Four years of development were required to complete the project launched in 2014. The Signing Machine, unveiled for the brand's 280th anniversary, continues the centuries-old tradition of mechanical Astonishment begun by its founder in 1738.
It is no accident that the Jaquet Droz signature is often mentioned in relation to its aesthetic and mechanical creativity. The brand has been perpetuating the Art of Astonishment since the 18th century. It was the first, under the impetus of Pierre Jaquet-Droz, to blend the worlds of Fine Watchmaking, the Arts and Automatons. Today, it is likely the last.
As such, the revelation of “The Signing Machine” is a milestone, and part of the brand’s 280th anniversary celebrations – an event highly anticipated by collectors, who were treated to a first glimpse of The Signing Machine in 2014. What began as an ambitious project is today a finished automaton thanks to four years of additional development.
It is a continuation of the Pierre Jaquet-Droz legacy of creating mechanical marvels – unique pieces able to mimic the living with a masterful stroke of magic and mystery. The Writer, The Musician and The Draughtsman, his automatons currently on display at the Neuchâtel Museum of Art and History, laid the foundation for an art that has crossed centuries and continents, from the Royal Court of Spain to the Imperial Court of China, via Paris, London, Geneva and Moscow.
The Signing Machine unveiled today at Baselworld is the culmination of this vision. It is the subject of two patent applications and takes inspiration from both The Writer and The Draughtsman. The automaton’s movement has been reworked for fluidity, carrying out perfect, more consistent signatures. It now displays the power reserve allowing it to complete two full signatures before having to be wound by a lever located on the side of the Machine. Together, 585 parts operate within an extremely complex mechanism that is entirely assembled and finished by hand. The programming of the signature – or the mechanical coding of its imprint over three cams – is also carried out entirely by hand.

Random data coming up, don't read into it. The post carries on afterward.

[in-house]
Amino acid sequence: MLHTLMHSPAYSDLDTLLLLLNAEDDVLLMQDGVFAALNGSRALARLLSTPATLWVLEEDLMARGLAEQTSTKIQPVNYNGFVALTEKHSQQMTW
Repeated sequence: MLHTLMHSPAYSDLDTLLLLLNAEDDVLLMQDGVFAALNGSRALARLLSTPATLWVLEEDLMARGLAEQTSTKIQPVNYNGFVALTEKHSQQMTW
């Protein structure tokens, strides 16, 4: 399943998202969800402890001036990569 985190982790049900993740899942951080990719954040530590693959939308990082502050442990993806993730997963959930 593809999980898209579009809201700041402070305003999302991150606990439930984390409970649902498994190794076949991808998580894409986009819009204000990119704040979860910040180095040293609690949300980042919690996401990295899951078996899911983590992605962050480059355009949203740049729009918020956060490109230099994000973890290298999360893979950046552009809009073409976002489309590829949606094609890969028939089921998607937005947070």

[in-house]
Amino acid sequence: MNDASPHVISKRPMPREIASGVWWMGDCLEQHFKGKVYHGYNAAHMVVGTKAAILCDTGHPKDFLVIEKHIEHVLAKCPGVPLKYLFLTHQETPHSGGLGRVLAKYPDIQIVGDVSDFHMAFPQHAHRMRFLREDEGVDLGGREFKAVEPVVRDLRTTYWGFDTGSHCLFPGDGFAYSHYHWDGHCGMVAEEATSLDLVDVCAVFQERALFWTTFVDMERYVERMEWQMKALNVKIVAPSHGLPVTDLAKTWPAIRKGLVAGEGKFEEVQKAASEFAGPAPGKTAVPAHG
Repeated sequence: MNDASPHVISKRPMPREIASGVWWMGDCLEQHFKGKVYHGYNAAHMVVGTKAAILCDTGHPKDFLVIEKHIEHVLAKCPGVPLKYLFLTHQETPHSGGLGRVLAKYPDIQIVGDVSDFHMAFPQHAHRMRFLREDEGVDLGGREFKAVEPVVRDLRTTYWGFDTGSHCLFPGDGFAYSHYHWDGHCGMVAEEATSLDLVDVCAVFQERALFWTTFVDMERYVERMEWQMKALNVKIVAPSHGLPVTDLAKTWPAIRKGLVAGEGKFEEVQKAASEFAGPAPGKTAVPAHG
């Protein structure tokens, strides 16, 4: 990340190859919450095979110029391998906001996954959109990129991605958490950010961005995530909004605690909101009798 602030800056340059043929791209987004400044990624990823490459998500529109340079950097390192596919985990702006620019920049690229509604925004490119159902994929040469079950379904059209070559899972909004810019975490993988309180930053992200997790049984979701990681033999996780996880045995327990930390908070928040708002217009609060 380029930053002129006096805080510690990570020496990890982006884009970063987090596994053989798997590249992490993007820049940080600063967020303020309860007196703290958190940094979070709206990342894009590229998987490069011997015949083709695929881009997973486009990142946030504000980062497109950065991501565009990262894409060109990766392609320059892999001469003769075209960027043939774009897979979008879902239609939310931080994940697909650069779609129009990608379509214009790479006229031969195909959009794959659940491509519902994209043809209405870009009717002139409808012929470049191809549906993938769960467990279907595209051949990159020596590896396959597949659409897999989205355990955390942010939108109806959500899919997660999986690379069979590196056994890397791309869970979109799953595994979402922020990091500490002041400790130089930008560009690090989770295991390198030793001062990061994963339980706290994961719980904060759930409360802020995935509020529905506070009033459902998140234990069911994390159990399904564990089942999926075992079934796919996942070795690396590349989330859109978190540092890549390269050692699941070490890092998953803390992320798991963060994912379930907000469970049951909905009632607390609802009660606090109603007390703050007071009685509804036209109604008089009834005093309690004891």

The signature reproduced by the Machine is thus unique and personal. It can only be activated by unlocking a 4-digit code chosen by the user, who also selects the majority of the decorative elements of his or her Machine, keeping with the philosophy of Jaquet Droz to create truly unique objects of art, executed by hand within its workshops.
The piece, polished and satin-finished, and finished with hand-engraved red gold or blackened hard wood, has been designed to be portable and will come with a leather pouch. “The Signing Machine” by Jaquet Droz will thus be able to travel the world, as Pierre Jaquet-Droz did in his day, carrying astonishment across borders and oceans.
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For the ninth consecutive time, Jaquet Droz is proud to donate a unique piece of its own creation, designed exclusively for Only Watch, a charity sale to benefit the Association Monégasque contre les Myopathies (Monegasque Association against Muscular Dystrophy), and featuring a degree of technical ambition and aesthetic never-before achieved: A Grande Seconde Skelet-One Tourbillon adorned with a plique-à-jour enamel dial.
Issued in eight pieces to celebrate the 300th anniversary of the founder Pierre Jaquet-Droz, the Bird Repeater, an automaton with a minute repeater, embodies the essence of the House. Its dial in white mother-of-pearl and black onyx features appliqués in 18K red gold. Multiple bird animations, eggs hatching and the river in the background breathe life into this creation. This weave of intricate animations, completely engraved and painted by hand, resonates with a minute repeater, which is housed at the heart of its 18K red gold case in 47mm, one of fine watchmaking's most virtuoso complications.
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